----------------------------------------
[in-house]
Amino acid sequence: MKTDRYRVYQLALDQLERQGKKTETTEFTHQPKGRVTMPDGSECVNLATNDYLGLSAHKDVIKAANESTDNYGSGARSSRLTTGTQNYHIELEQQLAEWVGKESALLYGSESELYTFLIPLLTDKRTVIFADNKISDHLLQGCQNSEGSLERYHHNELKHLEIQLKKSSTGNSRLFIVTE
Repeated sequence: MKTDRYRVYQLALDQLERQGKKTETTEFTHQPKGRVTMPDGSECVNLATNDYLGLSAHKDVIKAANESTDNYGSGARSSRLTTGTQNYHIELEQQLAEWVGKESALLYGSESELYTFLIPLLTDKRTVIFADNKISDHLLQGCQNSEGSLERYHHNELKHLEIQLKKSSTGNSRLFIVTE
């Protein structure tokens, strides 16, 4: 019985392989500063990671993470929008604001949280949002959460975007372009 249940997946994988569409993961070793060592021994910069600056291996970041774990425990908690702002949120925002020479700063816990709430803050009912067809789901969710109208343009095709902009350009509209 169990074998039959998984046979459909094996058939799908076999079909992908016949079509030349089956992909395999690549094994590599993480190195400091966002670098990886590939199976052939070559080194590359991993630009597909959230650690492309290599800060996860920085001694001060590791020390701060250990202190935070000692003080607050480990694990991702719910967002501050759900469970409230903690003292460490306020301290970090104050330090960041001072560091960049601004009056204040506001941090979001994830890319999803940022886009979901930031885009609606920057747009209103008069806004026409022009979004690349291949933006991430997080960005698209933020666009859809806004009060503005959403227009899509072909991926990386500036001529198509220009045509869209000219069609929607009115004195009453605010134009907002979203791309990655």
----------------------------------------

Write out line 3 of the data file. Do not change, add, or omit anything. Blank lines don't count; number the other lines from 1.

Repeated sequence: MKTDRYRVYQLALDQLERQGKKTETTEFTHQPKGRVTMPDGSECVNLATNDYLGLSAHKDVIKAANESTDNYGSGARSSRLTTGTQNYHIELEQQLAEWVGKESALLYGSESELYTFLIPLLTDKRTVIFADNKISDHLLQGCQNSEGSLERYHHNELKHLEIQLKKSSTGNSRLFIVTE